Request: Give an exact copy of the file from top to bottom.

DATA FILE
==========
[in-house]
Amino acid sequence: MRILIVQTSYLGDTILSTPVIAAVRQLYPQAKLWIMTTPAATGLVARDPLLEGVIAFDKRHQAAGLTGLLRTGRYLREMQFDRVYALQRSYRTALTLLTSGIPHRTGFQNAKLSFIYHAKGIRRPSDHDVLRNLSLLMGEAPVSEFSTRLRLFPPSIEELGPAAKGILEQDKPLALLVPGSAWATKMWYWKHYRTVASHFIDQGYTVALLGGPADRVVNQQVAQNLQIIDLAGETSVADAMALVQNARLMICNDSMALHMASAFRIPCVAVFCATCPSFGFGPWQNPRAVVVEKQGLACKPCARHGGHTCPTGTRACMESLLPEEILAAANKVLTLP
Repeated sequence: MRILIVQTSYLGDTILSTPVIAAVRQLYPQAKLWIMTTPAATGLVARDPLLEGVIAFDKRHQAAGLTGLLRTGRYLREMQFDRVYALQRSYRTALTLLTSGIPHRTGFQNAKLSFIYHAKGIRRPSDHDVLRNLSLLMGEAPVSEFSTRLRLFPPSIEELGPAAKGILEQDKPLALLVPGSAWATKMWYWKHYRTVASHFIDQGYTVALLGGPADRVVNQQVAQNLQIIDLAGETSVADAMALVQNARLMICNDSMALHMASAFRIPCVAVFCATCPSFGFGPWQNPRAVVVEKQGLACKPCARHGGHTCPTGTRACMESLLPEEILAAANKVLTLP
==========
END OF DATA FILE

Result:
[in-house]
Amino acid sequence: MRILIVQTSYLGDTILSTPVIAAVRQLYPQAKLWIMTTPAATGLVARDPLLEGVIAFDKRHQAAGLTGLLRTGRYLREMQFDRVYALQRSYRTALTLLTSGIPHRTGFQNAKLSFIYHAKGIRRPSDHDVLRNLSLLMGEAPVSEFSTRLRLFPPSIEELGPAAKGILEQDKPLALLVPGSAWATKMWYWKHYRTVASHFIDQGYTVALLGGPADRVVNQQVAQNLQIIDLAGETSVADAMALVQNARLMICNDSMALHMASAFRIPCVAVFCATCPSFGFGPWQNPRAVVVEKQGLACKPCARHGGHTCPTGTRACMESLLPEEILAAANKVLTLP
Repeated sequence: MRILIVQTSYLGDTILSTPVIAAVRQLYPQAKLWIMTTPAATGLVARDPLLEGVIAFDKRHQAAGLTGLLRTGRYLREMQFDRVYALQRSYRTALTLLTSGIPHRTGFQNAKLSFIYHAKGIRRPSDHDVLRNLSLLMGEAPVSEFSTRLRLFPPSIEELGPAAKGILEQDKPLALLVPGSAWATKMWYWKHYRTVASHFIDQGYTVALLGGPADRVVNQQVAQNLQIIDLAGETSVADAMALVQNARLMICNDSMALHMASAFRIPCVAVFCATCPSFGFGPWQNPRAVVVEKQGLACKPCARHGGHTCPTGTRACMESLLPEEILAAANKVLTLP